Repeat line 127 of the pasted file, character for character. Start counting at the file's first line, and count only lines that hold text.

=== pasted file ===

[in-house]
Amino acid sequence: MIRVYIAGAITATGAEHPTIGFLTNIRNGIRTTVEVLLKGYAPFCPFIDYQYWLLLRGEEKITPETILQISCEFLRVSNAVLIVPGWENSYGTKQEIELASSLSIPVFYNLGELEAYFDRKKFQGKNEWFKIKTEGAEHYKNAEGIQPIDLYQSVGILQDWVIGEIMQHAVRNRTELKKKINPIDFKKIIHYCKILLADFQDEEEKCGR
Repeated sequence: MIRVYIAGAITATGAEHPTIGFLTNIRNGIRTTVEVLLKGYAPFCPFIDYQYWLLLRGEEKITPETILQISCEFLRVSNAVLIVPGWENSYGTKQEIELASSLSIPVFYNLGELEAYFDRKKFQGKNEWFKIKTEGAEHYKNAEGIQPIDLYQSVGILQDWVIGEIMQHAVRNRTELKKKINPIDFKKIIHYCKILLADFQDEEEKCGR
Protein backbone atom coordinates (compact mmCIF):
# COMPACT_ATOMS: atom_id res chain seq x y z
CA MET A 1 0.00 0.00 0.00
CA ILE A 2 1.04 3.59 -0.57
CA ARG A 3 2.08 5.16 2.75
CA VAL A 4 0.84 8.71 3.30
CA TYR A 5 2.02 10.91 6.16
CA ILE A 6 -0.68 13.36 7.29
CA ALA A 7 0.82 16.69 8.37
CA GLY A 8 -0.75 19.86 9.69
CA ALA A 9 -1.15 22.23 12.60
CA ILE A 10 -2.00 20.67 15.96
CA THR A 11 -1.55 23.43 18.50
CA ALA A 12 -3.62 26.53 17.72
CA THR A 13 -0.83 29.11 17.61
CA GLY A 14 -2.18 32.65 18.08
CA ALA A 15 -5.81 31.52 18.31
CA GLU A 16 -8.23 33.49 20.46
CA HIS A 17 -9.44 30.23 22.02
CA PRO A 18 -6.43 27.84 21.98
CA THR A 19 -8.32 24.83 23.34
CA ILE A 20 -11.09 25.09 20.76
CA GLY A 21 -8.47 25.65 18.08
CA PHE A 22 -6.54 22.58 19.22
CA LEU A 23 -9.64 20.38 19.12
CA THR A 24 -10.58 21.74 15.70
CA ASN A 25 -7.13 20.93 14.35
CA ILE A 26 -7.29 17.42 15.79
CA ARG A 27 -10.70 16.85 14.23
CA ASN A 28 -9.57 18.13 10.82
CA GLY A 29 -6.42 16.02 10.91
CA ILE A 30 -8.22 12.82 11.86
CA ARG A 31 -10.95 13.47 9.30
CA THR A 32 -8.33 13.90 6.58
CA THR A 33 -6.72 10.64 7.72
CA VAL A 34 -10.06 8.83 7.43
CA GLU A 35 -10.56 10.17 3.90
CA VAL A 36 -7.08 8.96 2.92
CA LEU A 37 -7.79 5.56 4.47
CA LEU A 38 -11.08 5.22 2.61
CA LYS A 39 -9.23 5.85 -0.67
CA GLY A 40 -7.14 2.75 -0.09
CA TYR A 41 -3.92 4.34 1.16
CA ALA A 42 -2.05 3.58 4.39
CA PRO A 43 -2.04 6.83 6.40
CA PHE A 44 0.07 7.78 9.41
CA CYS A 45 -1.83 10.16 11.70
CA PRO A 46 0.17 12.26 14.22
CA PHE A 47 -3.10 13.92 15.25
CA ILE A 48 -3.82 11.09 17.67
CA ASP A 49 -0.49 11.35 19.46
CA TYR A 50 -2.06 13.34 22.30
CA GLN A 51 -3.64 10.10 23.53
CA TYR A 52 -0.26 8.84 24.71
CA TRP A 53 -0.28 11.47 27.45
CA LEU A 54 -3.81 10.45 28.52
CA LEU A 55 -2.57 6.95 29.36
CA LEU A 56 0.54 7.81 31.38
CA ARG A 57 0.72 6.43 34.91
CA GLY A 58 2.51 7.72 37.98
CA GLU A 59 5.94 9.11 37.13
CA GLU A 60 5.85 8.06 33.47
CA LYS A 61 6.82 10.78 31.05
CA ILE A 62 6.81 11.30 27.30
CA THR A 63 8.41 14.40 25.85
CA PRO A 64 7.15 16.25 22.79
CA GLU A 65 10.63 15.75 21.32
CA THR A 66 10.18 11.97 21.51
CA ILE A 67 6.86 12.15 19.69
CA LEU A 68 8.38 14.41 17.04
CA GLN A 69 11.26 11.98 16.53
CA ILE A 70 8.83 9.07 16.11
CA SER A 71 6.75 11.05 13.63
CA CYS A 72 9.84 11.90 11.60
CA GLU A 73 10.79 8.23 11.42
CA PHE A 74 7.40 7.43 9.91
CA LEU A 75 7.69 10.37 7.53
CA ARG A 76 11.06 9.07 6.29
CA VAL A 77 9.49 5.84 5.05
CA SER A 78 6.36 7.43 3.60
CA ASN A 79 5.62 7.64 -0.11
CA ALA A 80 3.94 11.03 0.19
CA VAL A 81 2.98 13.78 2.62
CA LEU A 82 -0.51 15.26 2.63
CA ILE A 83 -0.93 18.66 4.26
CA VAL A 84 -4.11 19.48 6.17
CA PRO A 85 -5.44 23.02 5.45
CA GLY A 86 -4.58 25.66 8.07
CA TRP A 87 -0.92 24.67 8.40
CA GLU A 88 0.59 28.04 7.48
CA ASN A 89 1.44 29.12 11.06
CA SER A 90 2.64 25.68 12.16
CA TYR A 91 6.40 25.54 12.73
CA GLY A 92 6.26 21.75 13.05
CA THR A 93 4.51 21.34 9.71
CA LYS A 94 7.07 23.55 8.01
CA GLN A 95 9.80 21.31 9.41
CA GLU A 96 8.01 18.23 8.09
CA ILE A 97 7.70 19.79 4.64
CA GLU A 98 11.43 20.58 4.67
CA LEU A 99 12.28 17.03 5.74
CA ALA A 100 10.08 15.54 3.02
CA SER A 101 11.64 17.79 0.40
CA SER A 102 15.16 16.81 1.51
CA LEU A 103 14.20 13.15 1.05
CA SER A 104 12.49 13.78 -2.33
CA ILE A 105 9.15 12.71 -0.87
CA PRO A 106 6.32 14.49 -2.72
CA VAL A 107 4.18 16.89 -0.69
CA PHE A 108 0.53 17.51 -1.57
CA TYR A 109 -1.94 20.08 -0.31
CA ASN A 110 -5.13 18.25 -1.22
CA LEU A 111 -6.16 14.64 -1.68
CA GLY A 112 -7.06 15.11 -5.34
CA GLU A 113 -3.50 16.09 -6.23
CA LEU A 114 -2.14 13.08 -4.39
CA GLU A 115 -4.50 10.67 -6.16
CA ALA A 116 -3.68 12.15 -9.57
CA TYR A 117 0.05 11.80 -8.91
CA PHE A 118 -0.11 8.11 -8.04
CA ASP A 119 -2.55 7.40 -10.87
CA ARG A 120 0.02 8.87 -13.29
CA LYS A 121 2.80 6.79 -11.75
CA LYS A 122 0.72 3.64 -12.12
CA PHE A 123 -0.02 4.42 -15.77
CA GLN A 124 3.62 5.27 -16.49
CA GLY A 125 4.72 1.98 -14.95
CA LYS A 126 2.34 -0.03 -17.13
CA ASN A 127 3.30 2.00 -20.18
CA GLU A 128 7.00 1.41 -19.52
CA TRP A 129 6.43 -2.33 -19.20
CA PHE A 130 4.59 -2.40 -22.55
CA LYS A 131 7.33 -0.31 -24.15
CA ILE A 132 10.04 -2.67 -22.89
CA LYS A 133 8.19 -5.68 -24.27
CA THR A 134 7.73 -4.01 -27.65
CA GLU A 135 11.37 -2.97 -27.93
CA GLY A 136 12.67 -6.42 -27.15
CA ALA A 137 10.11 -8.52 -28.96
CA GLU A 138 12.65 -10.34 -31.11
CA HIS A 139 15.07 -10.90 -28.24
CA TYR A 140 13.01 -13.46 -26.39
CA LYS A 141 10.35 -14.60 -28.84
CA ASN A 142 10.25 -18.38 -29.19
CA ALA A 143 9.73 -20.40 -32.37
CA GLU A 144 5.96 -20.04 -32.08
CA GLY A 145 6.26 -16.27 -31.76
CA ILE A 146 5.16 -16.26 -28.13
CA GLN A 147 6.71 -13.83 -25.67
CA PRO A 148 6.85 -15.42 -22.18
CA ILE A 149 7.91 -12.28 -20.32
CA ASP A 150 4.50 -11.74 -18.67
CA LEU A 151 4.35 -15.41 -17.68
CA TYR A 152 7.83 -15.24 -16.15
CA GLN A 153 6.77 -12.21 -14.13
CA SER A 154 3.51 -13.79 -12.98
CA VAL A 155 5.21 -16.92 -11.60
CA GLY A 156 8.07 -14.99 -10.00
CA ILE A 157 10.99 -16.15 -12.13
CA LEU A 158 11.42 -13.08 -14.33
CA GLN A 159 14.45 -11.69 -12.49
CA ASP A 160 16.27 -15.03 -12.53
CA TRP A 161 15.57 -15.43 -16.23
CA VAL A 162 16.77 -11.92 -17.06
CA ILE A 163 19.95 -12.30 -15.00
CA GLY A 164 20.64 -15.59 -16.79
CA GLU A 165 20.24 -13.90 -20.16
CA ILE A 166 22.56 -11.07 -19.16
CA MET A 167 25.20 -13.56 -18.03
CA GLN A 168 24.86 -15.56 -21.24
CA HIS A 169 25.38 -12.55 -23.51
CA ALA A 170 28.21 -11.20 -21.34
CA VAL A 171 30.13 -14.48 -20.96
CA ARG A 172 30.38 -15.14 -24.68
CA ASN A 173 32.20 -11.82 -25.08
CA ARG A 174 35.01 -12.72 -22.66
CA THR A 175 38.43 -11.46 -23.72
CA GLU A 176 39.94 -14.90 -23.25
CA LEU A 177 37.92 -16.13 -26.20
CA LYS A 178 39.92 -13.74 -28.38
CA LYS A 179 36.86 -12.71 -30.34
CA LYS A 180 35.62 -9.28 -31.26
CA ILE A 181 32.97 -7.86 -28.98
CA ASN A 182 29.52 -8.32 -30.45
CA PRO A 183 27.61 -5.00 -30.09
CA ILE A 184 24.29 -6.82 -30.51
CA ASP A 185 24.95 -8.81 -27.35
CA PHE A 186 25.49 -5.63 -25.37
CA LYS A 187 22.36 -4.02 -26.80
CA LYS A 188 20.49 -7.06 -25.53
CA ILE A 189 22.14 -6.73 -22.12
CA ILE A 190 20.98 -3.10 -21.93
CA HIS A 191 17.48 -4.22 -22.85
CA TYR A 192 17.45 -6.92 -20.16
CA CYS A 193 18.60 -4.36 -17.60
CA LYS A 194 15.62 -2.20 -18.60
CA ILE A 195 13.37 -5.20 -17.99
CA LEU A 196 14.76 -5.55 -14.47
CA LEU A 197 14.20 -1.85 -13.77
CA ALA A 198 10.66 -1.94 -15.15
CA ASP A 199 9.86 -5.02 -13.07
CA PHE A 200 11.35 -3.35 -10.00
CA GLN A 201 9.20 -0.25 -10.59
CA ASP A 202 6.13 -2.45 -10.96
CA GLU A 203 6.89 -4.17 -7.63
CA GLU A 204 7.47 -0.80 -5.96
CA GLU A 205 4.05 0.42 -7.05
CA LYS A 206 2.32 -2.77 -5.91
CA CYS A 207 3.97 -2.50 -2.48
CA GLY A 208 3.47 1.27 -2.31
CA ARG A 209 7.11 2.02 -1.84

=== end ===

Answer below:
CA LYS A 122 0.72 3.64 -12.12